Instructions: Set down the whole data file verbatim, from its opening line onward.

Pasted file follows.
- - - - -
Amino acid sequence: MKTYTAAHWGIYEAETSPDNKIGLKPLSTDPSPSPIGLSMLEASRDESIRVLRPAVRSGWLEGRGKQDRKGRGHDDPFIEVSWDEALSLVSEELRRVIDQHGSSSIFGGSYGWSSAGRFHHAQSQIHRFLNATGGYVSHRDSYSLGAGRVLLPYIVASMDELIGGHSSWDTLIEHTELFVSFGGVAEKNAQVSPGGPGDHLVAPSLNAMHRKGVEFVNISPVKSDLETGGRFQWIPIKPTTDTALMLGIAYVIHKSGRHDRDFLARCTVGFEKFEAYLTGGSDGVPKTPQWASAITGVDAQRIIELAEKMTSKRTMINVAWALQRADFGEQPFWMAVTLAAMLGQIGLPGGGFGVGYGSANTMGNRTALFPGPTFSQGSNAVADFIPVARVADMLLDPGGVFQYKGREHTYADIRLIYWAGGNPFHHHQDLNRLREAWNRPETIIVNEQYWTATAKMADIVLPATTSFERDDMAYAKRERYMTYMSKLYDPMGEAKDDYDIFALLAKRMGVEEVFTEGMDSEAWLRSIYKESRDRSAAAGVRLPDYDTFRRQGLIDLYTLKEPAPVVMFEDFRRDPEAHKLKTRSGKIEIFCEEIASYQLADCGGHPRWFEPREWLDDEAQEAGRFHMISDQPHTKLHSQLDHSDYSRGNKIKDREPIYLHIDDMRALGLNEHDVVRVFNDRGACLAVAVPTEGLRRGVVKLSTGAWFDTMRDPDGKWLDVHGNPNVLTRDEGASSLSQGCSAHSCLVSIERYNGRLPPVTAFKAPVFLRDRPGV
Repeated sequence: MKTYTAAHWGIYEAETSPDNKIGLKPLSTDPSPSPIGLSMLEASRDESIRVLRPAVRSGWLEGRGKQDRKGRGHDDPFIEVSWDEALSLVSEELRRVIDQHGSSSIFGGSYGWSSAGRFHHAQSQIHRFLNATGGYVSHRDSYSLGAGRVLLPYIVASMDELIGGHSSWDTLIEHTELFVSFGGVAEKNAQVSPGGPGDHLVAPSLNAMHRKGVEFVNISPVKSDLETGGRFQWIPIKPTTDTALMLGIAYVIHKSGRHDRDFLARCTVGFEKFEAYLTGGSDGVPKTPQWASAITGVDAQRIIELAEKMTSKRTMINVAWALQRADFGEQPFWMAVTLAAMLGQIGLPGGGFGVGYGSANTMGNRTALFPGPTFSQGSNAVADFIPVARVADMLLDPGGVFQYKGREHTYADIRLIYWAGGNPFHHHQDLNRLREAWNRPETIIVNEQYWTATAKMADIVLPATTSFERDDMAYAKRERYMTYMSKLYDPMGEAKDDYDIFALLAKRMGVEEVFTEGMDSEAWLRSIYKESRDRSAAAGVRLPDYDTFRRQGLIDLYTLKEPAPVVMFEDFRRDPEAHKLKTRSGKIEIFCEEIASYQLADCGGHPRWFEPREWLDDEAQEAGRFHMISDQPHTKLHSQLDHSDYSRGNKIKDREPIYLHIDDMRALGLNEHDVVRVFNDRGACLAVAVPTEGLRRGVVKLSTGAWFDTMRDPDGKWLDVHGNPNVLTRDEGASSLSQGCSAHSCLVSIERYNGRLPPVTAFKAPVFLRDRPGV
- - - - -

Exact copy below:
Amino acid sequence: MKTYTAAHWGIYEAETSPDNKIGLKPLSTDPSPSPIGLSMLEASRDESIRVLRPAVRSGWLEGRGKQDRKGRGHDDPFIEVSWDEALSLVSEELRRVIDQHGSSSIFGGSYGWSSAGRFHHAQSQIHRFLNATGGYVSHRDSYSLGAGRVLLPYIVASMDELIGGHSSWDTLIEHTELFVSFGGVAEKNAQVSPGGPGDHLVAPSLNAMHRKGVEFVNISPVKSDLETGGRFQWIPIKPTTDTALMLGIAYVIHKSGRHDRDFLARCTVGFEKFEAYLTGGSDGVPKTPQWASAITGVDAQRIIELAEKMTSKRTMINVAWALQRADFGEQPFWMAVTLAAMLGQIGLPGGGFGVGYGSANTMGNRTALFPGPTFSQGSNAVADFIPVARVADMLLDPGGVFQYKGREHTYADIRLIYWAGGNPFHHHQDLNRLREAWNRPETIIVNEQYWTATAKMADIVLPATTSFERDDMAYAKRERYMTYMSKLYDPMGEAKDDYDIFALLAKRMGVEEVFTEGMDSEAWLRSIYKESRDRSAAAGVRLPDYDTFRRQGLIDLYTLKEPAPVVMFEDFRRDPEAHKLKTRSGKIEIFCEEIASYQLADCGGHPRWFEPREWLDDEAQEAGRFHMISDQPHTKLHSQLDHSDYSRGNKIKDREPIYLHIDDMRALGLNEHDVVRVFNDRGACLAVAVPTEGLRRGVVKLSTGAWFDTMRDPDGKWLDVHGNPNVLTRDEGASSLSQGCSAHSCLVSIERYNGRLPPVTAFKAPVFLRDRPGV
Repeated sequence: MKTYTAAHWGIYEAETSPDNKIGLKPLSTDPSPSPIGLSMLEASRDESIRVLRPAVRSGWLEGRGKQDRKGRGHDDPFIEVSWDEALSLVSEELRRVIDQHGSSSIFGGSYGWSSAGRFHHAQSQIHRFLNATGGYVSHRDSYSLGAGRVLLPYIVASMDELIGGHSSWDTLIEHTELFVSFGGVAEKNAQVSPGGPGDHLVAPSLNAMHRKGVEFVNISPVKSDLETGGRFQWIPIKPTTDTALMLGIAYVIHKSGRHDRDFLARCTVGFEKFEAYLTGGSDGVPKTPQWASAITGVDAQRIIELAEKMTSKRTMINVAWALQRADFGEQPFWMAVTLAAMLGQIGLPGGGFGVGYGSANTMGNRTALFPGPTFSQGSNAVADFIPVARVADMLLDPGGVFQYKGREHTYADIRLIYWAGGNPFHHHQDLNRLREAWNRPETIIVNEQYWTATAKMADIVLPATTSFERDDMAYAKRERYMTYMSKLYDPMGEAKDDYDIFALLAKRMGVEEVFTEGMDSEAWLRSIYKESRDRSAAAGVRLPDYDTFRRQGLIDLYTLKEPAPVVMFEDFRRDPEAHKLKTRSGKIEIFCEEIASYQLADCGGHPRWFEPREWLDDEAQEAGRFHMISDQPHTKLHSQLDHSDYSRGNKIKDREPIYLHIDDMRALGLNEHDVVRVFNDRGACLAVAVPTEGLRRGVVKLSTGAWFDTMRDPDGKWLDVHGNPNVLTRDEGASSLSQGCSAHSCLVSIERYNGRLPPVTAFKAPVFLRDRPGV